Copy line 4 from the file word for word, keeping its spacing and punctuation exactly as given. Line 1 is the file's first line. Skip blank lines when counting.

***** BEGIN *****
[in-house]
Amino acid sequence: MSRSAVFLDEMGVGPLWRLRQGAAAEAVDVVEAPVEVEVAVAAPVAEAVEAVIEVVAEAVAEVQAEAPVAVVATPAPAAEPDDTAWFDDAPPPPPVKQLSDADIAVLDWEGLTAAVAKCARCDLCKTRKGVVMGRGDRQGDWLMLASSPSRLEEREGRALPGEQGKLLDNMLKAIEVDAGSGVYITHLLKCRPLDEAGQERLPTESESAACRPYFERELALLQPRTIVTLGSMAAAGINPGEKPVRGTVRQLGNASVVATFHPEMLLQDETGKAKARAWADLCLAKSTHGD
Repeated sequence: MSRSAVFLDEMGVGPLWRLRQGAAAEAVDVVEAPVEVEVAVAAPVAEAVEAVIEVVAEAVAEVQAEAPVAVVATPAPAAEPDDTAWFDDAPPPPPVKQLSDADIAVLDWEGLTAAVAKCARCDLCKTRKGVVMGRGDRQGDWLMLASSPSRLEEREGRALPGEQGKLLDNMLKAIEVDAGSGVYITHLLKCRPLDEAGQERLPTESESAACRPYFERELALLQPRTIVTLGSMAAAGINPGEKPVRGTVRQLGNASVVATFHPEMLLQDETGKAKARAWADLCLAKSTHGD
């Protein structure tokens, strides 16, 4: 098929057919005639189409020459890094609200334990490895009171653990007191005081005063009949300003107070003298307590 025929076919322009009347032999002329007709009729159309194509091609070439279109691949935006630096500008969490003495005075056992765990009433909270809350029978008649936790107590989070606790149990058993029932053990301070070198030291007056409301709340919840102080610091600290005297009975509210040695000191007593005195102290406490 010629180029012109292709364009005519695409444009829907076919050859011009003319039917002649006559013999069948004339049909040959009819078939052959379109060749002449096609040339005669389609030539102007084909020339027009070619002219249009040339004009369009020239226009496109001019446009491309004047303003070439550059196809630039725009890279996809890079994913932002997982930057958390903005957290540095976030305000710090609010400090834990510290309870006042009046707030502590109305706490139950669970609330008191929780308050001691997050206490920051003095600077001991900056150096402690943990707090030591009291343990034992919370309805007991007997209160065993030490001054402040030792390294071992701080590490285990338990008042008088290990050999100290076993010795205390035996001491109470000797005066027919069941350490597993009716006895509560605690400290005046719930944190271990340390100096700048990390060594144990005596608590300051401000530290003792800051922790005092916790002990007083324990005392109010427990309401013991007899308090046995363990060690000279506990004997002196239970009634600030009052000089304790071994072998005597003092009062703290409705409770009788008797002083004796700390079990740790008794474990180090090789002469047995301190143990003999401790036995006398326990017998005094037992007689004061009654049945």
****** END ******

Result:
């Protein structure tokens, strides 16, 4: 098929057919005639189409020459890094609200334990490895009171653990007191005081005063009949300003107070003298307590 025929076919322009009347032999002329007709009729159309194509091609070439279109691949935006630096500008969490003495005075056992765990009433909270809350029978008649936790107590989070606790149990058993029932053990301070070198030291007056409301709340919840102080610091600290005297009975509210040695000191007593005195102290406490 010629180029012109292709364009005519695409444009829907076919050859011009003319039917002649006559013999069948004339049909040959009819078939052959379109060749002449096609040339005669389609030539102007084909020339027009070619002219249009040339004009369009020239226009496109001019446009491309004047303003070439550059196809630039725009890279996809890079994913932002997982930057958390903005957290540095976030305000710090609010400090834990510290309870006042009046707030502590109305706490139950669970609330008191929780308050001691997050206490920051003095600077001991900056150096402690943990707090030591009291343990034992919370309805007991007997209160065993030490001054402040030792390294071992701080590490285990338990008042008088290990050999100290076993010795205390035996001491109470000797005066027919069941350490597993009716006895509560605690400290005046719930944190271990340390100096700048990390060594144990005596608590300051401000530290003792800051922790005092916790002990007083324990005392109010427990309401013991007899308090046995363990060690000279506990004997002196239970009634600030009052000089304790071994072998005597003092009062703290409705409770009788008797002083004796700390079990740790008794474990180090090789002469047995301190143990003999401790036995006398326990017998005094037992007689004061009654049945």